John Hurt was fabulous. I was intimidated initially because I have admired every role that he has instantly made his own. He agreed to work on the film after we sent him one of Simon’s books. His agent was no help at all. They shooed us away uttering that “Mr. Hurt is much too busy”. We found out where he lived and gifted him a book (with a card included) and a brief outline of what we hoped he might bring to the film. He wasted no time in agreeing and cycled in to meet us at Windmill Lane. I huddled with him in a corner of the recording booth and paraphrased the work for him – I got the distinct impression that it needed no paraphrasing and he was indeed just giving me the opportunity to “direct” him. He nailed each take – first time.
He did a wonderful thing later in the day; a film student was working on his 1st year short – a Sci-Fi drama that required a narrator. John overheard me talking to the boy and he asked if he “would do”. The boy’s jaw slackened as the excitement welled up in him. John Hurt spent an hour with the young man – laying down a perfect narration for his 5 minute short. I received a huge hug from him afterwards – not that it was needed; John Hurt was very much his own wonderful man.
A talking head in your documentary compares Simon’s photos to gothic literature and people like M.R James. Would you be a big fan of that literary genre?
I am a huge fan of James’ work and was in fact on location in Suffolk while acting as DoP on a film about James’ belief in the paranormal – when I interviewed the writer and presenter, Chris Halton. James, EF Benson, Le Fanu, Stoker and many more were masters of this sometimes maligned literary form.
You work in horror quite a bit. I was curious watching the documentary if you ever thought the Irish castles you visited with Simon would make great settings for a ghostly chiller. They seem in vogue now with The Lodgers recently and Lenny Abrahamson’s upcoming The Little Stranger.
Oh yes. Many of the locations we filmed and photographed in would be perfectly suited to the horror genre.
You tend to work fast. With this documentary that is three films in a year and a half, right? Can you explain how you manage to produce this much output so quickly?
Usually I have several projects in development with like-minded people and it is our combined enthusiasm that seems to allow for the fast production. I just love to be constantly busy and trying to explore new themes – or sometimes similar themes, but in different ways.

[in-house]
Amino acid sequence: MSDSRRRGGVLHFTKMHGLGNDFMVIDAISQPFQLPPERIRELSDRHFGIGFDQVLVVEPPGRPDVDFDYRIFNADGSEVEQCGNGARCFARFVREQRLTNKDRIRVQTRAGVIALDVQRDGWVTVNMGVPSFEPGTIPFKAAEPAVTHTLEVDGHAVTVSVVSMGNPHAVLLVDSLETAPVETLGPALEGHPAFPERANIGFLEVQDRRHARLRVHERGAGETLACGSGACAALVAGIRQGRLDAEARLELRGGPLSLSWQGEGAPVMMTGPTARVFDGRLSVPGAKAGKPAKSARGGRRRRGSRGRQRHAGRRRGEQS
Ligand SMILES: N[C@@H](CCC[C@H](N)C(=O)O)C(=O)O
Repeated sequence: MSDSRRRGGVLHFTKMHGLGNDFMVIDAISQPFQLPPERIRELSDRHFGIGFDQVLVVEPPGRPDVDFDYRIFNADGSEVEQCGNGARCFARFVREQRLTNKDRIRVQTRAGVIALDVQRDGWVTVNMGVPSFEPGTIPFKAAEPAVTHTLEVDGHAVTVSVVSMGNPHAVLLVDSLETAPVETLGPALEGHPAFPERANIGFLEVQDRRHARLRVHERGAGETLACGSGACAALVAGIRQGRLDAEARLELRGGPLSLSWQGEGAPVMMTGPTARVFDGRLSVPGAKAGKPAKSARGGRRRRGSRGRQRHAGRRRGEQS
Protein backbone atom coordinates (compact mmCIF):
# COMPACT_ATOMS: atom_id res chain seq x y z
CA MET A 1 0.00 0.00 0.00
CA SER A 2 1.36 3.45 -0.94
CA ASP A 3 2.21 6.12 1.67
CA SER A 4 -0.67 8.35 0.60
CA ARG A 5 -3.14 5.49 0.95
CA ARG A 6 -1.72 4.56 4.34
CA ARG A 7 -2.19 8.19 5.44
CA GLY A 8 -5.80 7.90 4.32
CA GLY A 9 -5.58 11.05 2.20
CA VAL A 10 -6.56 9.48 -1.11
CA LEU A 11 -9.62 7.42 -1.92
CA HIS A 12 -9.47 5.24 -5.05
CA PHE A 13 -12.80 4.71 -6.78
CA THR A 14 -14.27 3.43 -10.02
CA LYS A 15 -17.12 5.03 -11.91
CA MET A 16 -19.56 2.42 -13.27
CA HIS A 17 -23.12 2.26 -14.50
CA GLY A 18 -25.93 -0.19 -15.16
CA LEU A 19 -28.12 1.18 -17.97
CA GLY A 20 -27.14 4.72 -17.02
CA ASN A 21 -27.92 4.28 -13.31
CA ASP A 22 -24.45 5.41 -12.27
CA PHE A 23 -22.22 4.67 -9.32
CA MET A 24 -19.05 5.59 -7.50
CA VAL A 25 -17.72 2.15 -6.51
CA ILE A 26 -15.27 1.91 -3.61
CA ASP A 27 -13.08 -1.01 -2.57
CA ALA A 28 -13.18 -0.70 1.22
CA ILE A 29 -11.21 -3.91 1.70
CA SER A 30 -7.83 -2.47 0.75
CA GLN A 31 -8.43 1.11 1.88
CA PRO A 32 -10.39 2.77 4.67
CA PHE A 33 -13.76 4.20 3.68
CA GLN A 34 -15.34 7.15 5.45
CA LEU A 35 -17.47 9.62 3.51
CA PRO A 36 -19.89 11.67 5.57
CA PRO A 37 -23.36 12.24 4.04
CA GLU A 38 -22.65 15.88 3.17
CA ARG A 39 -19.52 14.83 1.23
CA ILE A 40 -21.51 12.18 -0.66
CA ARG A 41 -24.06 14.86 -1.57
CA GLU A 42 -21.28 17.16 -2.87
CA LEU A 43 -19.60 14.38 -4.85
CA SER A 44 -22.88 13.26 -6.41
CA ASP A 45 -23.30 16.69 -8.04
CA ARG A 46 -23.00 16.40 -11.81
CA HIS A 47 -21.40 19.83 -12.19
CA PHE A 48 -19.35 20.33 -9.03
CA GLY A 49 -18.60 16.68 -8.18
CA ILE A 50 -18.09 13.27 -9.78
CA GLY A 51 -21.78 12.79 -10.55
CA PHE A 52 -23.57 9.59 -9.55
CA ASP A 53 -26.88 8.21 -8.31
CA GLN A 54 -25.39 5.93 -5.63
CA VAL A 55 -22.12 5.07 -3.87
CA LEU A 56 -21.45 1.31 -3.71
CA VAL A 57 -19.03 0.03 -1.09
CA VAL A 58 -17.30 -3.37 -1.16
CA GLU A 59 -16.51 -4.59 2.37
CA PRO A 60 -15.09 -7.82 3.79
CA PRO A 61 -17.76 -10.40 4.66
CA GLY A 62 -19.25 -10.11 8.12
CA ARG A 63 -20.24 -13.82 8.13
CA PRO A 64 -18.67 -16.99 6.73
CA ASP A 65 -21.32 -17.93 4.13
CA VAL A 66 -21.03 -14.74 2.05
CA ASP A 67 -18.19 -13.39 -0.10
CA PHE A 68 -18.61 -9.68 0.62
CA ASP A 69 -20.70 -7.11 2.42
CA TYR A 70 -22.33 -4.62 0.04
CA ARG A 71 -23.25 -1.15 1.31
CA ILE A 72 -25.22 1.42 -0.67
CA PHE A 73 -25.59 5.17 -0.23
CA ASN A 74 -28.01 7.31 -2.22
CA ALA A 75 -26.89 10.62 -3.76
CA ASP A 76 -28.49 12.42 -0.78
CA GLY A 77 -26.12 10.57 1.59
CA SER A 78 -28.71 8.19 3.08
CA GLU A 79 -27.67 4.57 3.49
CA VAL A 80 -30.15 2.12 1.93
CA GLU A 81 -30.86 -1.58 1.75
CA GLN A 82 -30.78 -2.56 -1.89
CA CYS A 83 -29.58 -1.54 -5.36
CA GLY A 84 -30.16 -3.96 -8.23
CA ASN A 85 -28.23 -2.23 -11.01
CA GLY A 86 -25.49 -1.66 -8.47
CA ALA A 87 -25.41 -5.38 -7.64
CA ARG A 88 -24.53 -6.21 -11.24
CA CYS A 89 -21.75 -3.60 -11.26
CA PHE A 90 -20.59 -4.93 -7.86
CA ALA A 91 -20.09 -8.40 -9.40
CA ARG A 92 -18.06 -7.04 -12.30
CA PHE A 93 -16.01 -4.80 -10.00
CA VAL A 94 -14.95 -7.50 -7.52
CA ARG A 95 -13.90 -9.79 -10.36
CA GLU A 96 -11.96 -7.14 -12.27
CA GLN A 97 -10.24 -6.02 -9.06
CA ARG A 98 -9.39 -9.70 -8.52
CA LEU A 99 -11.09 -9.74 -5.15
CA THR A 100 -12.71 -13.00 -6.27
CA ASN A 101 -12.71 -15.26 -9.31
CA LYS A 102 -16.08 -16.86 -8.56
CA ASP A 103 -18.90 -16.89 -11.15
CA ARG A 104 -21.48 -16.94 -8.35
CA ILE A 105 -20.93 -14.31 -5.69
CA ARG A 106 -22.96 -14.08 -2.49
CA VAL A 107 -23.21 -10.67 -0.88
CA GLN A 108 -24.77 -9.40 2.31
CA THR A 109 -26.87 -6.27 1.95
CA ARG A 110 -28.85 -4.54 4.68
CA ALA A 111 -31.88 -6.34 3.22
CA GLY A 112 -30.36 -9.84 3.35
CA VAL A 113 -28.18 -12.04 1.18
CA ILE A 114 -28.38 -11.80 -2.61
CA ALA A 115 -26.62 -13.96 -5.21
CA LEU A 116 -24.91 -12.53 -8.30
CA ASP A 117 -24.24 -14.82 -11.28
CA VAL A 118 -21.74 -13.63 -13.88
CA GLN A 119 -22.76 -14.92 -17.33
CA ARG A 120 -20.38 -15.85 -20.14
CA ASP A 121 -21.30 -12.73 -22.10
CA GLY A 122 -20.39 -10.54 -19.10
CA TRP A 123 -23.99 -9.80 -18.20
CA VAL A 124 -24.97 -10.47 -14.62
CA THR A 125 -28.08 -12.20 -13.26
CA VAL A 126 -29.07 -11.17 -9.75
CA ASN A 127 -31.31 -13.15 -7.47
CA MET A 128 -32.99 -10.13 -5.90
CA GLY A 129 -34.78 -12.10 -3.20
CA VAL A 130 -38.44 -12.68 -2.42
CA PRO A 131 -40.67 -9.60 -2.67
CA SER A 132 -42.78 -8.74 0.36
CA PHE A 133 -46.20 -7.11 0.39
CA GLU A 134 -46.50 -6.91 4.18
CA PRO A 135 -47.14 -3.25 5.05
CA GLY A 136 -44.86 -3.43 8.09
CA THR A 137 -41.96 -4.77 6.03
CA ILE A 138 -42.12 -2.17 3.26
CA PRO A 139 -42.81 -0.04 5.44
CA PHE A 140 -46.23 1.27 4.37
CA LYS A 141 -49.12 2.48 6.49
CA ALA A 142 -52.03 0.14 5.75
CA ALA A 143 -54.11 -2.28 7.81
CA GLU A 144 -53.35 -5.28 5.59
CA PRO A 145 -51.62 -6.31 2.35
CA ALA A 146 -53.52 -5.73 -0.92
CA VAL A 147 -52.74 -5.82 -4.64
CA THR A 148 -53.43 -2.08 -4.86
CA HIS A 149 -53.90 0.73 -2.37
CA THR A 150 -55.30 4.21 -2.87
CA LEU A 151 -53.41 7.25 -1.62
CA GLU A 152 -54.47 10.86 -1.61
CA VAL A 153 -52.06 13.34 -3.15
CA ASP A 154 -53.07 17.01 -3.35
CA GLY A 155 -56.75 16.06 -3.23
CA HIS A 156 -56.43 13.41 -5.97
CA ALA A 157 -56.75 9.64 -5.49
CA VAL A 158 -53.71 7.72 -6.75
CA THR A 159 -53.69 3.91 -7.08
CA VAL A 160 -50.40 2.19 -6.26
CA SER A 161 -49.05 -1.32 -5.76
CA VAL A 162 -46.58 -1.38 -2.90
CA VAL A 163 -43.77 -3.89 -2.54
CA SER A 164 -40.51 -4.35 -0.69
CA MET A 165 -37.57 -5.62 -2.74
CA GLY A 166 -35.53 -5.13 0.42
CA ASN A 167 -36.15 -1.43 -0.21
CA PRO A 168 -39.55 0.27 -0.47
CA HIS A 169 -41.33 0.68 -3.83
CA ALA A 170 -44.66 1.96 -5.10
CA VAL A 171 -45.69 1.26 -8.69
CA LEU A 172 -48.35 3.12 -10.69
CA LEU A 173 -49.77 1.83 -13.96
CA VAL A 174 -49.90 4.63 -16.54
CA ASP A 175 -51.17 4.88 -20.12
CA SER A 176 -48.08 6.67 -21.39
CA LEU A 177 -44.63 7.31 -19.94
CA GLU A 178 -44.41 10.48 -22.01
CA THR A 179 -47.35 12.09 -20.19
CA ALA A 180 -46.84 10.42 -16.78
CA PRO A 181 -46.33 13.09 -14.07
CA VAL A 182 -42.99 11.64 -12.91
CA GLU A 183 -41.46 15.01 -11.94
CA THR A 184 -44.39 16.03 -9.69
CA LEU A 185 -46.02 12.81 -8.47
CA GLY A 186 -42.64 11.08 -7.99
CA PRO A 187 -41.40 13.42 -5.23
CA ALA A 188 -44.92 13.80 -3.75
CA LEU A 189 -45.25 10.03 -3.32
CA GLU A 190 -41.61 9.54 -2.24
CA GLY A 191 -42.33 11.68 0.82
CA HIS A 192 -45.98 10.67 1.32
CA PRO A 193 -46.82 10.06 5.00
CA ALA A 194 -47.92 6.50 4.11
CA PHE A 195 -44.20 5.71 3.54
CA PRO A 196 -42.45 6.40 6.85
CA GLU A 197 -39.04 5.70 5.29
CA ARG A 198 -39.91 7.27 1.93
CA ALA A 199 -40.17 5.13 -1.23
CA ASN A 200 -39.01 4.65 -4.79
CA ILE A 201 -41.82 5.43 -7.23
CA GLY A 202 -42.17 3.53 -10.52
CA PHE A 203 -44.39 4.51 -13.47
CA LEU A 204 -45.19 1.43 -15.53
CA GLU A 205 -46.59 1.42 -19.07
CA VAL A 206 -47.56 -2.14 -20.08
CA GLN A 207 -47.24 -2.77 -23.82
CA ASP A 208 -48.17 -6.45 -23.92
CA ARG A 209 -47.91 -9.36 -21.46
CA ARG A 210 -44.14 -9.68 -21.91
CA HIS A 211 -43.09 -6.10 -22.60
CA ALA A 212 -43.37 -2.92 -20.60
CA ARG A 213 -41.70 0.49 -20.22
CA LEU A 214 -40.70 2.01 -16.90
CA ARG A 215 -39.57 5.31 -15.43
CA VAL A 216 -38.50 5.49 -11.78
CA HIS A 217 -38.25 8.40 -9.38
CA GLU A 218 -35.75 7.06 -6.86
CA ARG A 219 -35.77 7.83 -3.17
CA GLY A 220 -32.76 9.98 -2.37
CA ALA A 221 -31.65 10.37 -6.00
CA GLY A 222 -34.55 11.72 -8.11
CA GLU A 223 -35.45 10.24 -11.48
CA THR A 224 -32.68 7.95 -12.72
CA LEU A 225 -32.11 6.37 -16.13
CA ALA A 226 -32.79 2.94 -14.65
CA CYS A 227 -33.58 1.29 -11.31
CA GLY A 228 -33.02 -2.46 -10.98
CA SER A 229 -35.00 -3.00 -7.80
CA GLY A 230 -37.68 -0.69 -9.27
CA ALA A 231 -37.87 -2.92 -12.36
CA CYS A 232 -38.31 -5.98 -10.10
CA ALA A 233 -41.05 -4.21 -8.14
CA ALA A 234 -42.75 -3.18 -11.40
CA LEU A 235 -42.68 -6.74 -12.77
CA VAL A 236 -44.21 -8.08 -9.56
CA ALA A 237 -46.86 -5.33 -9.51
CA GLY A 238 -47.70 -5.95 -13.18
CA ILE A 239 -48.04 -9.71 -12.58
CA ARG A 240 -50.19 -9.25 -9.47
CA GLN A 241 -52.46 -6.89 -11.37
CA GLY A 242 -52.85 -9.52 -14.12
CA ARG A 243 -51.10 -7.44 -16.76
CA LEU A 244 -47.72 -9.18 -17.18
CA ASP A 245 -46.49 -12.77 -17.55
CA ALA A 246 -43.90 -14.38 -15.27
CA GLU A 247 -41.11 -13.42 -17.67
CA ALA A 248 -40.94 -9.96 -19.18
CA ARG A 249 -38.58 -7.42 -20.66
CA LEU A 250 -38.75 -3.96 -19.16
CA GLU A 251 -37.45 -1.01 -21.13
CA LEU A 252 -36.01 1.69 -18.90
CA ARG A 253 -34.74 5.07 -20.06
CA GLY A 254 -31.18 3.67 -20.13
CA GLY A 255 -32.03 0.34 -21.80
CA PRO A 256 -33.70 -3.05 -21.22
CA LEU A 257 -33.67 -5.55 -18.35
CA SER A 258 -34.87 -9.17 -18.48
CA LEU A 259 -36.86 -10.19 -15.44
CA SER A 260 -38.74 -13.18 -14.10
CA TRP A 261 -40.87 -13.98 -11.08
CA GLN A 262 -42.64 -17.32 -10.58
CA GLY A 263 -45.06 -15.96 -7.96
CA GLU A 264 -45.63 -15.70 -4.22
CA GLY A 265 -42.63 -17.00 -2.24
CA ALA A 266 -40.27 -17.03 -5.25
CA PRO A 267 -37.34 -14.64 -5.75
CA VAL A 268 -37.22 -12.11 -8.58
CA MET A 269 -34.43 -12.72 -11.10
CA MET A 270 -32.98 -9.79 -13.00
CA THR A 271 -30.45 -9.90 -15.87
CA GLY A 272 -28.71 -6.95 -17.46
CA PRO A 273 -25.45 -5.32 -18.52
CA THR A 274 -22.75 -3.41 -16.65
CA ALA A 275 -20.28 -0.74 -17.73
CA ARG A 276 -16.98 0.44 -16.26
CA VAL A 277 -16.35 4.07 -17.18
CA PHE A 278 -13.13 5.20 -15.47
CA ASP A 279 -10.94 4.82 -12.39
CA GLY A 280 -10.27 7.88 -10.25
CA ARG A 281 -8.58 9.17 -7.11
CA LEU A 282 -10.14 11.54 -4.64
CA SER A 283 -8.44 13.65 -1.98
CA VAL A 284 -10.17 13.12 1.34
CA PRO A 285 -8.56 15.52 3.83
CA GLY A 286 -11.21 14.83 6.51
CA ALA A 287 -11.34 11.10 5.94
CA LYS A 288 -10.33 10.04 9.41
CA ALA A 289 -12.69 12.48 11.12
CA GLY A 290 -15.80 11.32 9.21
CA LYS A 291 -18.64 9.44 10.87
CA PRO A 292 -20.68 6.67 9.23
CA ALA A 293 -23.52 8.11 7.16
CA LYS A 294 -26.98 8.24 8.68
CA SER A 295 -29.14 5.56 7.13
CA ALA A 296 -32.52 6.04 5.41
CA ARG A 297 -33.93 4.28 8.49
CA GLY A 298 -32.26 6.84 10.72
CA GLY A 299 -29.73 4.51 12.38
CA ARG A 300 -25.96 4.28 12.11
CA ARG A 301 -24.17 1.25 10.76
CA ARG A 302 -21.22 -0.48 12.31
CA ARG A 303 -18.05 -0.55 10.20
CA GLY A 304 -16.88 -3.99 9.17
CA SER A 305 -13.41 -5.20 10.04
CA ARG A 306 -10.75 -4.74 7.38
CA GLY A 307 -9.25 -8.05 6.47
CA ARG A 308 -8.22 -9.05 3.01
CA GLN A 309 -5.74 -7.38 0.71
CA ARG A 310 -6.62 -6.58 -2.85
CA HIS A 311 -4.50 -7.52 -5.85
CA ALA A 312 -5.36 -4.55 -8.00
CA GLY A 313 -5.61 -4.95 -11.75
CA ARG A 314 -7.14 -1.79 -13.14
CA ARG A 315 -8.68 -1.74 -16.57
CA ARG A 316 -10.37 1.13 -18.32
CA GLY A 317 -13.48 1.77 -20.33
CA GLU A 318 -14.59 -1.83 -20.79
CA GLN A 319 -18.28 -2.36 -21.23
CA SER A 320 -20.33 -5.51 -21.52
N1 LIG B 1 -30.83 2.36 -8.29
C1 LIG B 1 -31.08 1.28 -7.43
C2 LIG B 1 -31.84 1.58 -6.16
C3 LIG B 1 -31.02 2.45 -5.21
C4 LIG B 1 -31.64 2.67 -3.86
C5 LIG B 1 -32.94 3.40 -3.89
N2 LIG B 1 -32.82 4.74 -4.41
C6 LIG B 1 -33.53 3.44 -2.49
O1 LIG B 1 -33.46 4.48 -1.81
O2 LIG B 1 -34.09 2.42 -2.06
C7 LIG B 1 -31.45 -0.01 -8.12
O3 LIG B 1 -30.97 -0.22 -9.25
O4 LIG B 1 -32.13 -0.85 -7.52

What’s next? You’ve often premiered films at the Underground Cinema Film Festival and Horrorthon. Have you got movies in mind for these events?
I have several projects in various stages of development which include five high-profile documentaries and four feature films; Charlie Manners (a gangster thriller set in the Isle of Man – in association with the Isle of Man film commission), The Violent Men (which ironically has no violence and is set in Lincoln in the UK), Night Photography (a vampire love story) and Winifred Meeks (a haunted house picture). The latter two are in association with Screen Suffolk and so will shoot in East Anglia with an excellent new producer in the shape of prolific journalist John West.
Did the concept of Winifred Meeks emerge from working on Simon Marsden: A Life in Pictures. I’ve heard M.R. James is a direct influence on that.
While working on the Marsden film I was commissioned as DoP on the MR James documentary. This fueled the idea for my haunted house picture. I wrote the treatment quickly and sent it to The War Zone and Rise of the Footsoldier actress, Lara Belmont who immediately signed up to star in the film. Suffolk producer John West has already located the house, through Screen Suffolk. We are excited about hopefully entering principal photography in late autumn of this year.
Where can people see Simon Marsden: A Life in Pictures?
This new film will be premiered in the UK this summer. Nikon are sponsoring our London premiere. It will be out on the film festival circuit before being available later in the year on DVD and VOD.